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Thoughts from the AIA Design for Livability Conference

Oct 21, 2009

by Catherine Calvert, VIA Architecture

VIA was pleased to sponsor the recent keynote presentation to kick off last week’s Design for Livability: Sustainable Communities conference, put on by AIA Seattle, Cascade Land Conservancy and University of Washington College of Built Environments.

Our presentation was about Ecodistricts, featuring our firm’s work on Southeast False Creek in Vancouver, home to the future Athlete’s Village for the 2010 Olympics, as well as the work of ZGF and the Portland + Oregon Sustainability Institute (P+OSI) on the Lloyd District. 

What is significant about ecodistrict projects like these is that they illustrate how far the bar needs to be raised in terms of radical rethinking of neighborhood design if we are to make any difference at all in terms of the way we use our cities and connect our infrastructure.  Five years ago I had the privilege of touring neighborhoods in Malmo and Copenhagen and understanding the total logic of organizing communities around district energy systems and cogeneration.  That experience was an “a-ha moment” – it’s not about living off the grid (as we were taught in the 70’s), it’s about all of us plugging into the grid and sharing our resources. 

Clearly, however, projects like the Lloyd District and Southeast False Creek don’t happen by the good intentions of architects and planners.  They can only come to fruition using the synergy of political will, economic opportunity, technical innovation, and at a stage of infrastructure lifecycle that’s ripe for renewal.  One of the most interesting technologies implemented at Southeast False Creek is the “harvesting” of heat from a large diameter sewer pipe that runs along the perimeter of the 80-acre property.  Only through high levels of cooperation between the City of Vancouver’s Planning and Engineering Departments, the technical understanding of how this heat could be exchanged, and the creation of a new district utility for management, could this resource have been fully utilized.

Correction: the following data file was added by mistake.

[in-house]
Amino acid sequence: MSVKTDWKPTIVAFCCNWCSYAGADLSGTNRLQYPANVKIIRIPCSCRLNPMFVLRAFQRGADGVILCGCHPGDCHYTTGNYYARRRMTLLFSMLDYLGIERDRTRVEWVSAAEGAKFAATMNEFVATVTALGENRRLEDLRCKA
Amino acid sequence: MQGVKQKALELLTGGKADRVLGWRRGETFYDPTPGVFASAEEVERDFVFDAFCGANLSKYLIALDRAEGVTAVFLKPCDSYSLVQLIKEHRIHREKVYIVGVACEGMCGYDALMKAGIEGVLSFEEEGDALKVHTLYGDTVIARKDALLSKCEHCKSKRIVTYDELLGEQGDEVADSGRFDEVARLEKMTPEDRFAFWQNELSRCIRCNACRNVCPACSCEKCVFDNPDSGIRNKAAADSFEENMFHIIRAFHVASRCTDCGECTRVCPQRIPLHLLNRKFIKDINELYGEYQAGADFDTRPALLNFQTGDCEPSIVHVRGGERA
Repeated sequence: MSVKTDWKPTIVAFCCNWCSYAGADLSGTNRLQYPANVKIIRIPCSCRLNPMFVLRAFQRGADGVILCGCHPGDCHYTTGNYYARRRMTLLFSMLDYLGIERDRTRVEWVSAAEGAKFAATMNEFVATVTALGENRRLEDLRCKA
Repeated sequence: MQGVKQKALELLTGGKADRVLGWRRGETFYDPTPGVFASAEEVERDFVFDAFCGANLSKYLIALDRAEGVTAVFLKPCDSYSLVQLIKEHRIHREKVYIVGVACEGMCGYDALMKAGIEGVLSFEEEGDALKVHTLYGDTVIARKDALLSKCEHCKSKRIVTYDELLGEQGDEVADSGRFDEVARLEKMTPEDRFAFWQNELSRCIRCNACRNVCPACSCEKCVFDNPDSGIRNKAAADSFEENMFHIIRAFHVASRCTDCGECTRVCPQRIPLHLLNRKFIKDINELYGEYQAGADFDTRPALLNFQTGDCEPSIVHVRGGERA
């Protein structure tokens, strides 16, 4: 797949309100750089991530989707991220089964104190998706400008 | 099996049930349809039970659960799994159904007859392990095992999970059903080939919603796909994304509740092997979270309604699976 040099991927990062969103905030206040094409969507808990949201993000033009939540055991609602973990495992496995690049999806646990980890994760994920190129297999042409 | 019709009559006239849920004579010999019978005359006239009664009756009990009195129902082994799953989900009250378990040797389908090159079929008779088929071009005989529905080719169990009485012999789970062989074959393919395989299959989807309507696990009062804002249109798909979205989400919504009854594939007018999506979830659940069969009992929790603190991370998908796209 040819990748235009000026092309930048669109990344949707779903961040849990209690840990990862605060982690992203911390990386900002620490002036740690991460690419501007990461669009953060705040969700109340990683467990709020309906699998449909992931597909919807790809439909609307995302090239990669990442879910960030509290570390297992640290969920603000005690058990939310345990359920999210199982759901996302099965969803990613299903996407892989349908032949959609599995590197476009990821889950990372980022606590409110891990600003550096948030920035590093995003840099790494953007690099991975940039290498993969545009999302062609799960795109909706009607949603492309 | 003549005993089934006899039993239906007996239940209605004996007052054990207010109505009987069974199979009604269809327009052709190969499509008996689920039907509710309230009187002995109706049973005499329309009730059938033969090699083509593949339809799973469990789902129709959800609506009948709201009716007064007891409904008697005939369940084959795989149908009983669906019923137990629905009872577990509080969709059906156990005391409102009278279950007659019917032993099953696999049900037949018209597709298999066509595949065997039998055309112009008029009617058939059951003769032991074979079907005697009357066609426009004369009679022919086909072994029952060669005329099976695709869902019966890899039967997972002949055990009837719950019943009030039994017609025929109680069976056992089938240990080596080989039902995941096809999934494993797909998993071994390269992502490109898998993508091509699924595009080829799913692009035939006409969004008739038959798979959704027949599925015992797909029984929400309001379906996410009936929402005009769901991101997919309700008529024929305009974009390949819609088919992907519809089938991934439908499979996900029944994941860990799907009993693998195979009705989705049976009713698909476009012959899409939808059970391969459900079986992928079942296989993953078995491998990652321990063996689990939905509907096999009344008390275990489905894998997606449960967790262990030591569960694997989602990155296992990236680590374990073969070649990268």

Rob Bennett from P+OSI and Dave Ramslie from the City of Vancouver had some excellent summary themes to share:

  • It is vital that the “policy framework” be in place for these projects to be carried out. This is a combination of governance and planning context that establishes the authority and sets the groundwork for the jurisdiction to execute projects.
  • That these projects leveraged “opportunistic planning”, in most cases writing new forms of planning code to create outcomes that are mutually beneficial to the city and the developer.
  • Designing and building stand-alone green buildings is not enough.  We have entered the second generation of green building, where connection to a shared infrastructure is necessary for buildings to be fully sustainable. This interconnection is not unlike the evolution of PC’s, which didn’t reach their full potential as working tools until the internet network became established.
  • Envisioning and executing projects of this kind involves a new kind of applied knowledge for architects and planners. Integrated, networked, holistic solutions are the way of the future.  Personal expertise and business models must adapt to this.
  • Sometimes a business case is a stronger driver of sustainable solutions than any kind of policy or technical innovation. If there is money to be made, then there is a much greater chance a project will get off the ground.

It’s a challenge to all of us to look at these projects not as one-off solutions but as models with transferable lessons and working technologies that should be emulated as widely as possible.  Southeast False Creek started as a vision over 10 years ago in the pre-LEED era and has been executed only through the determination of many hard-working individuals who saw the project through many changes and roadblocks.  Since that time, forecasts about climate change and the future of humankind have only become more dire.

What kind of vision do we need to start with now to make any kind of difference?